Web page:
The love letters of John Keats
to Fanny Brawne
were passed on to her children. Fifty years after his death in 1821
they were published and put up for auction by the owner to raise income. Though his reputation was not so high as now but still respectable, many admirers of Keats were upset about this. The letters are intensely personal and many thought they showed Keats in a bad light.
When Keats's love letters to Fanny were published (after being sold at auction by her son Herbert Lindon), most of his admirers were shocked. The letters were highly emotional, at times manipulative and deliberately cruel; for the Victorians, they cast a cruel light upon a beloved poet. Now, however, they are justly regarded as among the most beautiful letters ever written. Sir Charles Dilke, the grandson of Keats's good friend Charles Dilke purchased the 39 remaining love letters (some had been destroyed by Fanny), and intended to keep them hidden. However, he was not allowed to purchase exclusive ownership - only the actual physical letters themselves. Dilke agreed to this because he was allowed to prevent publication, which he desired above all else. He believed that publication would be cruel and senseless since an artist such as Keats did not deserve to have his most intimate thoughts shared with the public. But two years after the purchase, in 1874, Herbert demanded the letters back. He was now convinced he could make more money at an open auction. Dilke had no written agreement or contract regarding his purchase, and was forced to surrender the letters.
John Keats and Fanny Brawne
In February 1878 the collection, entitled Letters of John Keats to Fanny Brawne, was published. Debates ensued for over a year across both England and America as thousands of copies were purchased making Herbert Lindon a very wealthy man. Sotheby's auctioned the 37 of letters (Dilke kept two) in March 1885 sold for a sum total of 543 pounds. Keats was not yet at the apogee of his poetic reputation, but he was still a revered and beloved figure and most of the furor that greeted publication of the letters and the auction itself was directed at Fanny. Many people felt she should have destroyed the letters long ago out of respect for Keats and herself.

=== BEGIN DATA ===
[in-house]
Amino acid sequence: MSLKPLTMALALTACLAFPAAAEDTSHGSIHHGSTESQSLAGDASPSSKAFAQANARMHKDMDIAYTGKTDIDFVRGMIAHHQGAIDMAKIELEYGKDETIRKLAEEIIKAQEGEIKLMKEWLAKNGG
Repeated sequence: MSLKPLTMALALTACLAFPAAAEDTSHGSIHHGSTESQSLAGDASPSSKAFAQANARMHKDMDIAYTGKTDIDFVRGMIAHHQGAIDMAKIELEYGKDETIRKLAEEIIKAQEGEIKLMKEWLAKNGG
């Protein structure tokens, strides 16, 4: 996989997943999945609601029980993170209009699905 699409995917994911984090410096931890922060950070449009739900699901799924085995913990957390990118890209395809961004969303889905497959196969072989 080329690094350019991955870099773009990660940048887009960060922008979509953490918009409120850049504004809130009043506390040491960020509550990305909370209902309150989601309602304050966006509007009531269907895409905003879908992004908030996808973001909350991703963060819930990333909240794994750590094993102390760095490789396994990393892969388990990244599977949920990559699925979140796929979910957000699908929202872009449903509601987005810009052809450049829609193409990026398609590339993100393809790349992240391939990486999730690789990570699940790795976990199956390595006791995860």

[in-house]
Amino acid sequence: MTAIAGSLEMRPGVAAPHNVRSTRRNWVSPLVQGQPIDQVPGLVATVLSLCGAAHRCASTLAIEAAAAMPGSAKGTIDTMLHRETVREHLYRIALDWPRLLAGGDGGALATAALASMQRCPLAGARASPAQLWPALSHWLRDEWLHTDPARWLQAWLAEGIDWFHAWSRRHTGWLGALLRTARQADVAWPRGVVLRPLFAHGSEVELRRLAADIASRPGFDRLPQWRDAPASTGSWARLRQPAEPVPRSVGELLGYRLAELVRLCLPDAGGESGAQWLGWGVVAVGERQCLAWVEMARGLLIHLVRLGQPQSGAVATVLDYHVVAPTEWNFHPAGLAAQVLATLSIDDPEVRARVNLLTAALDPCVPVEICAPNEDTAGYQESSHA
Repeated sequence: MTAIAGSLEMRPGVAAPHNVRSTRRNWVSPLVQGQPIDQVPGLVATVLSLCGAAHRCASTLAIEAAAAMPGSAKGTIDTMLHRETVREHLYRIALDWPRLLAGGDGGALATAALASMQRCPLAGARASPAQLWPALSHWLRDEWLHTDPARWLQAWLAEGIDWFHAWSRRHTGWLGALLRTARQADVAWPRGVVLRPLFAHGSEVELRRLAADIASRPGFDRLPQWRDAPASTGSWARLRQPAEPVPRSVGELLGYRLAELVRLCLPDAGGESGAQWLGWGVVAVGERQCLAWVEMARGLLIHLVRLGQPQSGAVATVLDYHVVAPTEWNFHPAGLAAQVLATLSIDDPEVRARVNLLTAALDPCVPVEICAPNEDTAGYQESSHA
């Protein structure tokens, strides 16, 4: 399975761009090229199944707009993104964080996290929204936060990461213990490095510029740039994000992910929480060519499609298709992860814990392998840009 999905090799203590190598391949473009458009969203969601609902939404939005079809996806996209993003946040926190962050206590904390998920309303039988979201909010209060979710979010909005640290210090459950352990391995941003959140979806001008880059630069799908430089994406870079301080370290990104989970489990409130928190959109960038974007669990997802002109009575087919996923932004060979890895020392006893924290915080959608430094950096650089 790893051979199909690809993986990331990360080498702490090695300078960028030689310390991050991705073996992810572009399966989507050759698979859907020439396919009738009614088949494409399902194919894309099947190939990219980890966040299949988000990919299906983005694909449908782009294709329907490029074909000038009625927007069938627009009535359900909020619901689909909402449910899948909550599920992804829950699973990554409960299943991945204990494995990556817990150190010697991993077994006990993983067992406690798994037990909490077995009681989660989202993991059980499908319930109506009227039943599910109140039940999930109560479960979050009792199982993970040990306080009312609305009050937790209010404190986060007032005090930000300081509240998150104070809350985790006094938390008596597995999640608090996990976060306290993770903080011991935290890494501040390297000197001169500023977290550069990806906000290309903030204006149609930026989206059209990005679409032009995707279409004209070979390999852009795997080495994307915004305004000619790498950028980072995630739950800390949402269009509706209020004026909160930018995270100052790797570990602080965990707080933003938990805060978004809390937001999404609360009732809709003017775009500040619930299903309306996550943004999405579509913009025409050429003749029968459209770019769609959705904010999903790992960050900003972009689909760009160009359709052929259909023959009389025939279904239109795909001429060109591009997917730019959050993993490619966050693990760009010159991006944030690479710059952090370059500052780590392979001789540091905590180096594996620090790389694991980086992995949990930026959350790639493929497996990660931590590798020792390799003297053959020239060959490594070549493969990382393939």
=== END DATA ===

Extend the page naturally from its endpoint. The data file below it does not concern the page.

The letters portrayed Keats as jealous and grasping, and Fanny as a heartless, thoughtless flirt. The spirit of emotional abandon in which Keats wrote most of the letters caused even his admirers to read them in disgust. They were unable to view them as what they were - love letters, and no person is sensible or rational in the grip of all-consuming passion. The emotion and melodrama did highlight unflattering aspects of Keats and Fanny's personalities, but it must be remembered they were written in the throes of first love, and colored with all its attendant confusion and drama. Also, many were written when Keats was ill, struggling to come to terms with physical death and the knowledge that his poetic career would never reach fruition.
All of this public outcry took place during the Victorian era and it later came to light that Fanny was indeed in love with Keats but prevented from returning his affections to a certain degree because of her mothers disapproval who did not wish for her pretty, flirtatious daughter to become involved with a poor poet.
Composing this sonnet in 1895, "On the Sale by Auction" of John Keats' love letters to Fanny Brawne, Wilde compared the "brawlers of the auction mart" to the Roman soldiers who tossed dice for the garments of Jesus.
The lines that start with 'I think they love not art/
who break the crystal of a poet's heart, that small and sickly eyes may glare and gloat' are appropriate for the feelings surrounding the tastelessness of the auction attended by Oscar Wilde himself who purchased one of the letters in spite of his implied dislike of the proceedings.
Auctions are odd activities anyway. Sotheby's invented them in 1744 when a bookseller named Samuel Baker wanted to improve his standard of living. Since then they have grown into strangely weird hybrids of culture and capitalism. Roger Rosenblatt quips in Time Magazine:
'On July 25, 1819, Keats wrote to Fanny Brawne: "My sweet girl ...I have two luxuries to brood over in my walks, your loveliness and the hour of my death. O that I could have possession of them both in the same minute. I hate the world." Going once? Going twice?'
The Life of John Keats: